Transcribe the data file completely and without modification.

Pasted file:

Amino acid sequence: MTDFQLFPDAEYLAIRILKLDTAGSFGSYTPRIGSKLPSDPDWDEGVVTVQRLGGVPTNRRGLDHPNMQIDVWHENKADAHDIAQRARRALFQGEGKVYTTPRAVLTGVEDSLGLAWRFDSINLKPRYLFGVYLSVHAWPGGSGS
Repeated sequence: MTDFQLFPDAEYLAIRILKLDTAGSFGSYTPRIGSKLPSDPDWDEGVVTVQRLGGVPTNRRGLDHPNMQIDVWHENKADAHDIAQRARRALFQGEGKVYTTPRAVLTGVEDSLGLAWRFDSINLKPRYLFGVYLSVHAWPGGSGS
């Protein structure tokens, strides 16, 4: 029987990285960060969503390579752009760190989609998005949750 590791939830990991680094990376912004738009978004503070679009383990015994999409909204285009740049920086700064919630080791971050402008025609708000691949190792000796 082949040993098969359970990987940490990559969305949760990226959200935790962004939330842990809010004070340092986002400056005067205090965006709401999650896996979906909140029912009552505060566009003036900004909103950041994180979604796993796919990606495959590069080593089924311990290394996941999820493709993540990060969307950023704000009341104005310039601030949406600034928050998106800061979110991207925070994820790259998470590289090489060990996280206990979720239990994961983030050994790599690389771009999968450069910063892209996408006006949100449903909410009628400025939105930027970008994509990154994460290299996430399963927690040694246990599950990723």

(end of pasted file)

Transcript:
Amino acid sequence: MTDFQLFPDAEYLAIRILKLDTAGSFGSYTPRIGSKLPSDPDWDEGVVTVQRLGGVPTNRRGLDHPNMQIDVWHENKADAHDIAQRARRALFQGEGKVYTTPRAVLTGVEDSLGLAWRFDSINLKPRYLFGVYLSVHAWPGGSGS
Repeated sequence: MTDFQLFPDAEYLAIRILKLDTAGSFGSYTPRIGSKLPSDPDWDEGVVTVQRLGGVPTNRRGLDHPNMQIDVWHENKADAHDIAQRARRALFQGEGKVYTTPRAVLTGVEDSLGLAWRFDSINLKPRYLFGVYLSVHAWPGGSGS
């Protein structure tokens, strides 16, 4: 029987990285960060969503390579752009760190989609998005949750 590791939830990991680094990376912004738009978004503070679009383990015994999409909204285009740049920086700064919630080791971050402008025609708000691949190792000796 082949040993098969359970990987940490990559969305949760990226959200935790962004939330842990809010004070340092986002400056005067205090965006709401999650896996979906909140029912009552505060566009003036900004909103950041994180979604796993796919990606495959590069080593089924311990290394996941999820493709993540990060969307950023704000009341104005310039601030949406600034928050998106800061979110991207925070994820790259998470590289090489060990996280206990979720239990994961983030050994790599690389771009999968450069910063892209996408006006949100449903909410009628400025939105930027970008994509990154994460290299996430399963927690040694246990599950990723």